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Publication #EENY130

Scentless Plant Bugs, Jadera sp. (Insecta: Hemiptera: Rhopalidae)1

F. W. Mead and T. R. Fasulo2

Introduction

Two species of Jadera are known from Florida, J. antica Walker and J. haematoloma (Herrich-Schaeffer), but only the latter species is common. When J. haematoloma appears in large colonies in yards and gardens, people become curious and/or alarmed and contact agricultural officials for information. Mothers often become upset over their children's clothes being stained red from the squashed bodies of J. haematoloma, due to their children playing on infested lawns. The bugs aggregate to feed on seeds that have dropped to the ground from trees overhead, especially from goldenrain trees, Koelreuteria spp., (Sapindaceae). Wheeler (1982) documented J. haematoloma as a nuisance insect in Texas, and having invaded homes from nearby Chinaberry trees in Oklahoma. Jadera bugs are often confused with the boxelder bug, Boisea trivittatus (Say), but they are different species in the same insect family. Boxelder bugs also cause concern when they appear in great numbers at the end of summer or early fall in states to the north and west of Florida.

Figure 1. 

Nymphs of the Jadera bug, Jadera haematoloma (Herrich-Schaeffer), on the side of a house.


Credit: Robert E. Wilt, Jr.
[Click thumbnail to enlarge.]

Synonymy

Jadera haematoloma was described previously in the genus Leptocoris and has been recorded in Serinetha, Lygaeus, and Pyrrhotes. Jadera antica (Walker) is the name currently accepted for Jadera sanguinolenta (Fabricius) of various authors having reported it in southern Florida and southward. The true sanguinolenta is a Neotropical species that occurs in Puerto Rico and the Virgin Islands, but not in the continental U.S.A.

Distribution

J. haematoloma has been reported from some of the southeastern states west to Texas and California, several central states, and from Mexico, the West Indies, southward to Central America and Colombia; also Hawaii. In Florida, it ranges over the peninsula, but seems to be scarce in the north, and strangely absent from "panhandle" Florida, as discerned from records in the Florida State Collection of Arthropods (FSCA). J. haematoloma has been taken during every month in Florida, with May being the peak month, primarily in central Florida, the region containing the majority of records. In southern Florida, there is a more even distribution throughout the year, with no distinct spring peak according to FSCA records. J. antica records are scarce; it has been collected only a few times in Monroe and Dade Counties, and once in Osceola (15-III-56 by H.A. Denmark). Records (FSCA) for J. antica in Florida are in March, April, June, August, and November.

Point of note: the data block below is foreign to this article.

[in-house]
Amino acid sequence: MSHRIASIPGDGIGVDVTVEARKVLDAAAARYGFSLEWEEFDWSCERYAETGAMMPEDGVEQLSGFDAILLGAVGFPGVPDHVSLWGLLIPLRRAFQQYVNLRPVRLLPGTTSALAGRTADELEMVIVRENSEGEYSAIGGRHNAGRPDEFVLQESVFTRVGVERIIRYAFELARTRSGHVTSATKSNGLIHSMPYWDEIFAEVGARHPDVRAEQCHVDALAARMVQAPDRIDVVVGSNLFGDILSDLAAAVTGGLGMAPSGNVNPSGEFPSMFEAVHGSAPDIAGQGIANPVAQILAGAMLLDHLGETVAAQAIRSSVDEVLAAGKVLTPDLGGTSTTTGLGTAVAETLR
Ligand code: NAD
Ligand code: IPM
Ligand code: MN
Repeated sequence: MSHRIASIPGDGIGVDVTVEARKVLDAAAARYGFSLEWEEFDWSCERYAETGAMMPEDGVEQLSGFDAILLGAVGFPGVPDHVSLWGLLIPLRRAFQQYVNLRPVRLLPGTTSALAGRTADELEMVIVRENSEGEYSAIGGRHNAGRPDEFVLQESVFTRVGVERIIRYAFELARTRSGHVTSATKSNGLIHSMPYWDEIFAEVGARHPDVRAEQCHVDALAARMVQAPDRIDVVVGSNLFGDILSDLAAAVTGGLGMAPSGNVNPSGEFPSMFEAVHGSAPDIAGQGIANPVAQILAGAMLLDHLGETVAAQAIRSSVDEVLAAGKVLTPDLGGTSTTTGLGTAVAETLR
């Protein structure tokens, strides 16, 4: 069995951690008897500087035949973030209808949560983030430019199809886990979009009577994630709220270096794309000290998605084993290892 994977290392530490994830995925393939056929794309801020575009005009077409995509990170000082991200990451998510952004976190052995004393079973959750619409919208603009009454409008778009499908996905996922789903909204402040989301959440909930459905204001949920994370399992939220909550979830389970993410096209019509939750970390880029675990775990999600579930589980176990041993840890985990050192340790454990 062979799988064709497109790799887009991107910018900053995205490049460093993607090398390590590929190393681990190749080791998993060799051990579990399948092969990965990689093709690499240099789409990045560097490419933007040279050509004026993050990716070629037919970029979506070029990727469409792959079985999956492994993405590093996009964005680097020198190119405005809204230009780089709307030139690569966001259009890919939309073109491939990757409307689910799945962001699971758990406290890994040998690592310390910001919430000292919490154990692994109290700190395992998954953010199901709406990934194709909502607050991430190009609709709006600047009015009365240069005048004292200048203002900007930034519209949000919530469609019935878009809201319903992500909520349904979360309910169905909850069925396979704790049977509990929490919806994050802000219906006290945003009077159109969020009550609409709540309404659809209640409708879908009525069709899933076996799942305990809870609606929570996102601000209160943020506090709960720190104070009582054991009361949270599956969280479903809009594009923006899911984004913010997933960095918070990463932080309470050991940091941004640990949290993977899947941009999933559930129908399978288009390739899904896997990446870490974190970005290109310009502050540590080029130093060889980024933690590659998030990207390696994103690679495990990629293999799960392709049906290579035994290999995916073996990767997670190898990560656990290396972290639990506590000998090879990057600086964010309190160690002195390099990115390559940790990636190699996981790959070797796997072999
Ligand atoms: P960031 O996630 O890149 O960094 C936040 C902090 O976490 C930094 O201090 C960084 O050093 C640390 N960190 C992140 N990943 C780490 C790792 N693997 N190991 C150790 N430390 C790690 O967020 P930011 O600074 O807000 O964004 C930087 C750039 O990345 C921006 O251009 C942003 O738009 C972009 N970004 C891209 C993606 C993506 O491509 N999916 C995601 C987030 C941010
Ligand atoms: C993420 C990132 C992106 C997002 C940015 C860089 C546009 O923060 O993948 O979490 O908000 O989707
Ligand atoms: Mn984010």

Figure 2. 

Nymphs of the Jadera bug, Jadera haematoloma (Herrich-Schaeffer), on a tree trunk in central Florida.


Credit: Ronald Sperry
[Click thumbnail to enlarge.]

Descriptions

Adults

J. haematoloma (with normal wings) has a length of 9.5-13.5 mm and width of 3-4 mm. The length of the shortwinged form (brachyptera) usually is 7-8 mm long. Adult color of J. haematoloma is mostly black or brownish-black except for reddish eyes and their orbits, ocelli, shoulders, and border area of abdomen. J. antica has a length 7.5-11 mm and a width 2.5-4.0 mm. The color for J. antica is basically brownish-salmon, with some specimens more brownish, others more reddish; fuscous dots abundant over upper surface and on sides of the thorax; eyes, sides of head and shoulders. The is abdomen reddish and sprinkled with darker red spots. For more detailed technical descriptions or keys, consult Blatchley (1926), Gollner-Scheiding (1979), or Hoebeke and Wheeler (1982). For a broader understanding of Jadera and its relatives, consult Chopra (1967) and Schaefer and Chopra (1982).

Figure 3. 

Adult Jadera bug, Jadera haematoloma (Herrich-Schaeffer).


Credit: Paul M. Choate, University of Florida
[Click thumbnail to enlarge.]

Nymphs

The nymphs of both species are predominately reddish in color, with the thorax, antennae, beak, and legs brown. Small dark setae are nearly uniformly spaced over the whole body as revealed by a hand lens or microscope. The nymphs have the family characteristic of two abdominal scent glands lying so close together in the middle of the dorsal abdomen, that segment 5 is constricted at midline.

Figure 4. 

Nymph of the Jadera bug, Jadera haematoloma (Herrich-Schaeffer).


Credit: Paul M. Choate, University of Florida